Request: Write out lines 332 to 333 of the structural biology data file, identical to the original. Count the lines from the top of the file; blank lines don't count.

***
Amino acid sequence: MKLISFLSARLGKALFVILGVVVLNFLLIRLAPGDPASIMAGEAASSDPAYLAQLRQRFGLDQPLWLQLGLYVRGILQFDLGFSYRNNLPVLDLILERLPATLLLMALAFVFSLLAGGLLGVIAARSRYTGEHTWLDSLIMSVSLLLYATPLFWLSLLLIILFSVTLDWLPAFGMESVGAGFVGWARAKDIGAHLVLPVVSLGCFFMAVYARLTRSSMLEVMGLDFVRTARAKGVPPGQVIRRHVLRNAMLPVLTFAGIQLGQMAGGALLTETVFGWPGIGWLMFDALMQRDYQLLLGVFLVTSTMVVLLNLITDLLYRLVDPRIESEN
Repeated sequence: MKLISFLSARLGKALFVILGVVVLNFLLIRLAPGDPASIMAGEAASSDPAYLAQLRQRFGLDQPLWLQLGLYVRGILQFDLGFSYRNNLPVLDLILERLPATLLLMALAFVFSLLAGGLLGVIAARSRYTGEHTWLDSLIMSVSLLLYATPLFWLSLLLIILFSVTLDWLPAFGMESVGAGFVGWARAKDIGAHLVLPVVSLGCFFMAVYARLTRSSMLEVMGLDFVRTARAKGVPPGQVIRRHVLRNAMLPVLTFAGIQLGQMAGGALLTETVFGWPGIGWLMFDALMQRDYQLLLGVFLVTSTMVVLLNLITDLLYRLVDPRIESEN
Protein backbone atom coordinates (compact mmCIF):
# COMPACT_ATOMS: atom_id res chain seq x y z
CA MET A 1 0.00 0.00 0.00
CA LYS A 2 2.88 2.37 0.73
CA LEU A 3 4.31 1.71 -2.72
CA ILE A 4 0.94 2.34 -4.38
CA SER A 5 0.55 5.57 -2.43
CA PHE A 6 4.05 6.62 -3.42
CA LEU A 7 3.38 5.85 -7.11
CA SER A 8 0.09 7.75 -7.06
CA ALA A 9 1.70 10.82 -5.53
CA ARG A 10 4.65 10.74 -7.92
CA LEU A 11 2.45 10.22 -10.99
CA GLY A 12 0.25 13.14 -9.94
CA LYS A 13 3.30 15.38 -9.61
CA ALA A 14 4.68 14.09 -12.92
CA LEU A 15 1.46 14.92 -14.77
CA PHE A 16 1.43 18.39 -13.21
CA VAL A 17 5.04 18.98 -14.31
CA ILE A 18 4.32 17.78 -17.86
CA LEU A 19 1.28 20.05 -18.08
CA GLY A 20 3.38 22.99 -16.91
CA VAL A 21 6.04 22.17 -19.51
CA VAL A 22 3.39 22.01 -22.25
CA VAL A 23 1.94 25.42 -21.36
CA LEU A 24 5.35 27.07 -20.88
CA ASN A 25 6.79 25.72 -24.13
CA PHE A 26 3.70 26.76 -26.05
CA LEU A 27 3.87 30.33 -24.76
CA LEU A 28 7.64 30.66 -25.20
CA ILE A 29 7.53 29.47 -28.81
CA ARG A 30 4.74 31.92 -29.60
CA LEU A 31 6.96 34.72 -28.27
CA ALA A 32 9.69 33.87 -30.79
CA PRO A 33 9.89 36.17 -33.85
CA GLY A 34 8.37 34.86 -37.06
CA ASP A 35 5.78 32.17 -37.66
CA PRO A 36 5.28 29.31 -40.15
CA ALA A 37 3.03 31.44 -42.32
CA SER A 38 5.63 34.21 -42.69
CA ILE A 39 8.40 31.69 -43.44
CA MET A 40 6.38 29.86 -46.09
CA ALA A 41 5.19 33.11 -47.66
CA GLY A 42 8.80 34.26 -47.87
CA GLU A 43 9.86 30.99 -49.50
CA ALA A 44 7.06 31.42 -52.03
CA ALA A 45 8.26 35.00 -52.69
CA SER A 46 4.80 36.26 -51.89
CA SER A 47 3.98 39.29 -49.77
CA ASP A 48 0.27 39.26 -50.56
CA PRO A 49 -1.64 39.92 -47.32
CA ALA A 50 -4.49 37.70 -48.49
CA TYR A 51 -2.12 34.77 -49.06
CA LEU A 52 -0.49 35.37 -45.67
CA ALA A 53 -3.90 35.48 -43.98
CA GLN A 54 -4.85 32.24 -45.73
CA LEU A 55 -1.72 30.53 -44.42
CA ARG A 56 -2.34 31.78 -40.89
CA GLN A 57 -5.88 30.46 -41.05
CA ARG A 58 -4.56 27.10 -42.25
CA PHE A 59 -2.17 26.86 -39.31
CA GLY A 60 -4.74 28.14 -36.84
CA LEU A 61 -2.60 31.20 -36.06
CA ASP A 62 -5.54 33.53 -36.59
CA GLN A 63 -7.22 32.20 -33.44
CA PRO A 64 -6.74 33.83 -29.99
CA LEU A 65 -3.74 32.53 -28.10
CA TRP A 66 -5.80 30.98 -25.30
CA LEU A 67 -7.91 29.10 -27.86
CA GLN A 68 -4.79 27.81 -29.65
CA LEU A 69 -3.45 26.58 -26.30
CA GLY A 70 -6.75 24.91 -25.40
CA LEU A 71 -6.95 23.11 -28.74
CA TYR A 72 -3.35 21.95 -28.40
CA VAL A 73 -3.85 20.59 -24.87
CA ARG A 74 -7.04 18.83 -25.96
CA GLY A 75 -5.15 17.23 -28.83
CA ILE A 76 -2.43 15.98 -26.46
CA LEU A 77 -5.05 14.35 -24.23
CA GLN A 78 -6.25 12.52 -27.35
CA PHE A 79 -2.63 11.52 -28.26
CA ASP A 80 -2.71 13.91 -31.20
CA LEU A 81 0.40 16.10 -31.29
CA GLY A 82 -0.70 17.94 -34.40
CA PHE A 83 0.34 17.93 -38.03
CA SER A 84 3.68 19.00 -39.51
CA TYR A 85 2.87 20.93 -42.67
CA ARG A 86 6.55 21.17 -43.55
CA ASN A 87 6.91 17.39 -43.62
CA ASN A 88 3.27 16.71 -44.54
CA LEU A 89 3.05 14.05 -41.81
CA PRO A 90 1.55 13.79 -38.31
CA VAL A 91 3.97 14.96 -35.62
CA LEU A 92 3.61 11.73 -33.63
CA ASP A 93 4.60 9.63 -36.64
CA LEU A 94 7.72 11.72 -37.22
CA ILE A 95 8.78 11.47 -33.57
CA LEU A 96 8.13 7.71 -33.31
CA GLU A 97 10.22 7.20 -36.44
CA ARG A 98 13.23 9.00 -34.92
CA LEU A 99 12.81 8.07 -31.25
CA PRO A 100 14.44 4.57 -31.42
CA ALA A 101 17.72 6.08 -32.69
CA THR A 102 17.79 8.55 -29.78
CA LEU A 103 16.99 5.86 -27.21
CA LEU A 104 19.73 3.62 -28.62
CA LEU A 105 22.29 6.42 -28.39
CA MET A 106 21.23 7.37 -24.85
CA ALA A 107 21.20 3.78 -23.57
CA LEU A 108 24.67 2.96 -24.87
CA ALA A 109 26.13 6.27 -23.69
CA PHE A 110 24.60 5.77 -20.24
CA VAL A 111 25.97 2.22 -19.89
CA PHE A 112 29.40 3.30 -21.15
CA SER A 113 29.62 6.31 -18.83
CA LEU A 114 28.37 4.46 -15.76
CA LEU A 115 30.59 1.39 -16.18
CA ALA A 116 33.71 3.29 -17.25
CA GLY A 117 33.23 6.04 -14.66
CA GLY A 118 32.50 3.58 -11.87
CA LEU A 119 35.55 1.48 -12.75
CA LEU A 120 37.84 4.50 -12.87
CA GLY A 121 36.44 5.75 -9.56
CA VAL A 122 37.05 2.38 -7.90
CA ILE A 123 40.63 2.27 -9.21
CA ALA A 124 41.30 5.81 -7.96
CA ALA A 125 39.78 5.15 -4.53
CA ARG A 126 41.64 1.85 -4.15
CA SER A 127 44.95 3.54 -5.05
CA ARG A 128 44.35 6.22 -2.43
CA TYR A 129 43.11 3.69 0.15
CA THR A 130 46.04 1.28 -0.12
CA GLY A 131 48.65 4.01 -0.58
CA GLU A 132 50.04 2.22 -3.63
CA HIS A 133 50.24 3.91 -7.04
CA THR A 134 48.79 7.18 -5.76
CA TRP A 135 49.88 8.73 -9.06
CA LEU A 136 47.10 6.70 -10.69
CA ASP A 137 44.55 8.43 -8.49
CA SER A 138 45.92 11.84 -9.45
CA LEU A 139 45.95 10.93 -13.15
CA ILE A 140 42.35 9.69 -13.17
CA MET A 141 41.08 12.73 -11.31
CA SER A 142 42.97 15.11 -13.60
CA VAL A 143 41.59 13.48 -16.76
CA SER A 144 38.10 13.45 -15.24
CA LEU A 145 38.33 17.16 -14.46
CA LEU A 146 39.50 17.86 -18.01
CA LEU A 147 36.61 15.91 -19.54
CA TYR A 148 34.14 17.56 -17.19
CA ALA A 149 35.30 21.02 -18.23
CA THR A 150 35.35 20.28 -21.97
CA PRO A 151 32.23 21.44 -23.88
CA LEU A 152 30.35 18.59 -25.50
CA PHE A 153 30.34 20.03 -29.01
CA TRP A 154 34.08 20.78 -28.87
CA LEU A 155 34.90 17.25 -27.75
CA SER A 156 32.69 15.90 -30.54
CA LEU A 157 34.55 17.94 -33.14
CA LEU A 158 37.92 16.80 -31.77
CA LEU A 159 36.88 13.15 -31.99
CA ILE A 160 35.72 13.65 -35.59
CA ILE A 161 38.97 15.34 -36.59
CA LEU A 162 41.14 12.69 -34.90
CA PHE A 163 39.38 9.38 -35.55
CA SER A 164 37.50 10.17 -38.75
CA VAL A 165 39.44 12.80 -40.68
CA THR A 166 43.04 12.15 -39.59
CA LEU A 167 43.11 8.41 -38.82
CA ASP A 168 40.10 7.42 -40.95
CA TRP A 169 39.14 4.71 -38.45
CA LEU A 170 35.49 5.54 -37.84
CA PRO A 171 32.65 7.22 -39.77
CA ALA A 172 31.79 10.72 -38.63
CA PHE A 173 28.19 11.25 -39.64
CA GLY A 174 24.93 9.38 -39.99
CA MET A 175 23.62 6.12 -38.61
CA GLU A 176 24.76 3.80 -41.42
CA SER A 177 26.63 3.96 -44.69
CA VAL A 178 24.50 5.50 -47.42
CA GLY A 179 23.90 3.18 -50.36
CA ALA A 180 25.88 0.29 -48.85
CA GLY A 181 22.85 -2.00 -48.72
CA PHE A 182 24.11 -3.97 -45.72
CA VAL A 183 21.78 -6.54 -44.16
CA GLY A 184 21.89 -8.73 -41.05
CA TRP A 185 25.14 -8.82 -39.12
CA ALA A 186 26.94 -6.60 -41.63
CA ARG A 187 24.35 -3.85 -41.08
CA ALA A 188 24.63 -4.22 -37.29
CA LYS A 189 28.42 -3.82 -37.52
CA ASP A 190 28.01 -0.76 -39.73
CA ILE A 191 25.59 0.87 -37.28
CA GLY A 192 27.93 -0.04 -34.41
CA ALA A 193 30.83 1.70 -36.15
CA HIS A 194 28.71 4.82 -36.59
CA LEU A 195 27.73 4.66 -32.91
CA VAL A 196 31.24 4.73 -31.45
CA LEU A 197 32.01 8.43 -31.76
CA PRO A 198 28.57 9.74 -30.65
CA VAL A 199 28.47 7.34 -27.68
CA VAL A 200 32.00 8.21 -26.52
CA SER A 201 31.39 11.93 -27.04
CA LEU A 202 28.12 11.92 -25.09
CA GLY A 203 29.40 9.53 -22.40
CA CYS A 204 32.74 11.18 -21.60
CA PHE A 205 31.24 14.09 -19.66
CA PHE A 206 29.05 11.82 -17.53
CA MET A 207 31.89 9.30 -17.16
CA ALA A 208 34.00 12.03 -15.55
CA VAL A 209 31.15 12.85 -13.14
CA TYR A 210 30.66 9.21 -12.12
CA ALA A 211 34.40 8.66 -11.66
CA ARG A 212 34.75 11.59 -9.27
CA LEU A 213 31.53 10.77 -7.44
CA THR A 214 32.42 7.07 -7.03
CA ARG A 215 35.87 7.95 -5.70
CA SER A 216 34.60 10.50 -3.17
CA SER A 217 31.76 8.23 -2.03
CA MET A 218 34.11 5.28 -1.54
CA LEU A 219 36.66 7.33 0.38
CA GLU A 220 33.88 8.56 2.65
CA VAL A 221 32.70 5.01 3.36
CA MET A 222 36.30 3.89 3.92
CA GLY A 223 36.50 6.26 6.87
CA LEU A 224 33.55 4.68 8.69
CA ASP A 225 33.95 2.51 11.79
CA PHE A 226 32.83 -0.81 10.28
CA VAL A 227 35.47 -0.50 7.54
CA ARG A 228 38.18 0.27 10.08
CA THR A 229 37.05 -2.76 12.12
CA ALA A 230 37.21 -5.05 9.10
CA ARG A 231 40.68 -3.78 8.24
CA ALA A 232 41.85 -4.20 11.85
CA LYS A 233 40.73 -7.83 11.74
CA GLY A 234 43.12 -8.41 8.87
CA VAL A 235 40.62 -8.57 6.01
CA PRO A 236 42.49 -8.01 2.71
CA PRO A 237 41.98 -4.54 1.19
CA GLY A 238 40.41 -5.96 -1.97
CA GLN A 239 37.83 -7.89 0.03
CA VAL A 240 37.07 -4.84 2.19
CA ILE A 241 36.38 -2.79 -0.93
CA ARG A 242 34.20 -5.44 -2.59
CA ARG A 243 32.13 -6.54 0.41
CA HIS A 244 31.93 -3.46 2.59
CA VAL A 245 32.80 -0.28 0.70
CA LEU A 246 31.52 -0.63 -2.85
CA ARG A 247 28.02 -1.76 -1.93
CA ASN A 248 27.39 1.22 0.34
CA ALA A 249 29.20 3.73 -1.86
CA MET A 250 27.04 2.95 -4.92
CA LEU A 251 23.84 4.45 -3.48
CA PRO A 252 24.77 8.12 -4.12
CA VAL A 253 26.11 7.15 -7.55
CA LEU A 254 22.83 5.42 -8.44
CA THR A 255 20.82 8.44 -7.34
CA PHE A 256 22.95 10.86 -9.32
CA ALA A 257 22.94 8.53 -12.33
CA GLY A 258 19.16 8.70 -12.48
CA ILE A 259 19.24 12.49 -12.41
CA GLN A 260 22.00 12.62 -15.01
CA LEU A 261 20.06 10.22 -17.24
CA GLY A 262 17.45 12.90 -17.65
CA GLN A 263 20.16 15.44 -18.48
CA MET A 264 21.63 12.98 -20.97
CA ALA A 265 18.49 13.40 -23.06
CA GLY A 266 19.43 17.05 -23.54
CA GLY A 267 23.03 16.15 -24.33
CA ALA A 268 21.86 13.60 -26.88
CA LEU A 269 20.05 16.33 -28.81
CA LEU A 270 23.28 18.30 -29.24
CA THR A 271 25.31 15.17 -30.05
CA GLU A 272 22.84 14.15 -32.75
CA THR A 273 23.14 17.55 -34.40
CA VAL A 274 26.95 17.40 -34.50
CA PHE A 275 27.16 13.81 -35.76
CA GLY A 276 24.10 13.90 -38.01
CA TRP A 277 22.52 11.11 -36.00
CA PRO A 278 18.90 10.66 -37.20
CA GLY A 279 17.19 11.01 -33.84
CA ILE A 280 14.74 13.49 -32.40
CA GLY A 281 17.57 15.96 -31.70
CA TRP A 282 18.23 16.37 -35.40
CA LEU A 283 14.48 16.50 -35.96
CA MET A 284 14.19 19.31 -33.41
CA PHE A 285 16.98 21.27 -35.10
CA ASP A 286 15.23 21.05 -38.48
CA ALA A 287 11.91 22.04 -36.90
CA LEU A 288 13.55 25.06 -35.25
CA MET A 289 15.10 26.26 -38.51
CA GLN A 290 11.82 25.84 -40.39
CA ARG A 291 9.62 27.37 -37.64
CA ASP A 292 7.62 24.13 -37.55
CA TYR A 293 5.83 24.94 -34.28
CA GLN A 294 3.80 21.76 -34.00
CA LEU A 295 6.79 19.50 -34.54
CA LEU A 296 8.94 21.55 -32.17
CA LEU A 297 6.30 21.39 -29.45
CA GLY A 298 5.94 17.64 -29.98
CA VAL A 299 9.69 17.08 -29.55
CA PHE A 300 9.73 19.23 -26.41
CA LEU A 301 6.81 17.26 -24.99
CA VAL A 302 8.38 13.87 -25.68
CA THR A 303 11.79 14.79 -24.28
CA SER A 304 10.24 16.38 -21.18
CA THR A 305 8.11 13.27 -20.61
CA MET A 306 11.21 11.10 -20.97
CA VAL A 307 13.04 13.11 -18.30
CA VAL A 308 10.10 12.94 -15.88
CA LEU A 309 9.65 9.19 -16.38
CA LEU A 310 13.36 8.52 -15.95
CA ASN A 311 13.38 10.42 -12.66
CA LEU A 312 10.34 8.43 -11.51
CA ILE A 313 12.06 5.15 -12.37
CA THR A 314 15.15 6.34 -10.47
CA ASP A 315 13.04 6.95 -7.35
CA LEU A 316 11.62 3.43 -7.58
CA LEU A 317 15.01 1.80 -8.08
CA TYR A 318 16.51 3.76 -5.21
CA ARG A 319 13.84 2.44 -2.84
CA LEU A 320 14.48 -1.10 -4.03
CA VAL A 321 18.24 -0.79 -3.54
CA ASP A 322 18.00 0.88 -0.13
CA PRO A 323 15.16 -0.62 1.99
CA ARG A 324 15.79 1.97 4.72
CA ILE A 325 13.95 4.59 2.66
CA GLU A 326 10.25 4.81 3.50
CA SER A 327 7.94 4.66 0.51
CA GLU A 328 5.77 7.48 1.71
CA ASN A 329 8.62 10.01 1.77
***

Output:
CA GLU A 328 5.77 7.48 1.71
CA ASN A 329 8.62 10.01 1.77